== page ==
There are a number of different options you can pass to the indexer to change its behavior (read more about those here), but the default should work well for most data.

Obtaining sequencing data

In addition to the index, salmon obviously requires the RNA-seq reads from the experiment to perform quantification. In this tutorial, we’ll be analyzing data from this 4-condition experiment [accession PRJDB2508]. You can use the following shell script to obtain the raw data and place the corresponding read files in the proper locations. Here, we’re simply placing all of the data in a directory called data, and the left and right reads for each sample in a sub-directory labeled with that sample’s ID (i.e. DRR016125_1.fastq.gz and DRR016125_2.fastq.gz go in a folder called data/DRR016125).

mkdir data
cd data
for i in `seq 25 40`; 
  mkdir DRR0161${i}; 
  cd DRR0161${i}; 
  cd ..; 
cd .. 

We’ll place these commands in a script called To download the data, just run the script and wait for it to complete:

$ bash

Now might be a good time to grab a cup of coffee (or tea).

Quantifying the samples

Now that we have our index built and all of our data downloaded, we’re ready to quantify our samples. Since we’ll be running the same command on each sample, the simplest way to automate this process is, again, a simple shell script (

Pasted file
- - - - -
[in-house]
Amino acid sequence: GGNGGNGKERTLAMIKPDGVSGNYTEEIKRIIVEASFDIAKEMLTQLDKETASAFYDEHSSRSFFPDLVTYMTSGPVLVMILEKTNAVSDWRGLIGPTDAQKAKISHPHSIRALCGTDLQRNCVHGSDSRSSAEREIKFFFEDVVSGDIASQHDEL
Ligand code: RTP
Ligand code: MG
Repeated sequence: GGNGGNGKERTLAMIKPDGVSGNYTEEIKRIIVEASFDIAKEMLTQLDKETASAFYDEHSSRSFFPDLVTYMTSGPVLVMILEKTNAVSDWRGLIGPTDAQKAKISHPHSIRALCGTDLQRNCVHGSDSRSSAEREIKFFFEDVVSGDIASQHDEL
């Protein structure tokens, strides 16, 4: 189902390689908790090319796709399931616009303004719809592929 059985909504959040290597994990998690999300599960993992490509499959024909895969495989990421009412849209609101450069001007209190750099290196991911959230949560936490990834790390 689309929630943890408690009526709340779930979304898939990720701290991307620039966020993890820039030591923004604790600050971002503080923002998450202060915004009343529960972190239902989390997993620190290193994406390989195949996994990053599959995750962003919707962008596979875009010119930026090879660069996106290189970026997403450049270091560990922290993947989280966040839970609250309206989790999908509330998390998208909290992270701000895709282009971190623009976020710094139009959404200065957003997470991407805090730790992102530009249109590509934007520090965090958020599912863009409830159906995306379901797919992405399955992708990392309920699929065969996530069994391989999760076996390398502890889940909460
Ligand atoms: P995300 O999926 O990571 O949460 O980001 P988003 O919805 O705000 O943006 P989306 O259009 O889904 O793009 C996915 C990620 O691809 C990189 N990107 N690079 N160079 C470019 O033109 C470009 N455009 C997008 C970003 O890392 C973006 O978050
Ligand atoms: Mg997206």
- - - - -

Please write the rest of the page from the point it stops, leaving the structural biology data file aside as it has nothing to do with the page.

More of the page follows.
for fn in data/DRR0161{25..40};
samp=`basename ${fn}`
echo "Processing sample ${samp}"
salmon quant -i athal_index -l A \
         -1 ${fn}/${samp}_1.fastq.gz \
         -2 ${fn}/${samp}_2.fastq.gz \
         -p 8 -o quants/${samp}_quant

This script simply loops through each sample and invokes salmon using fairly barebone options. The -i argument tells salmon where to find the index -l A tells salmon that it should automatically determine the library type of the sequencing reads (e.g. stranded vs. unstranded etc.). The -1 and -2 arguments tell salmon where to find the left and right reads for this sample (notice, salmon will accept gzipped FASTQ files directly). Finally, the -p 8 argument tells salmon to make use of 8 threads and the -o argument specifies the directory where salmon’s quantification results sould be written. Salmon exposes many different options to the user that enable extra features or modify default behavior. However, the purpose and behavior of all of those options is beyond the scope of this introductory tutorial. You can read about salmon’s many options in the documentation.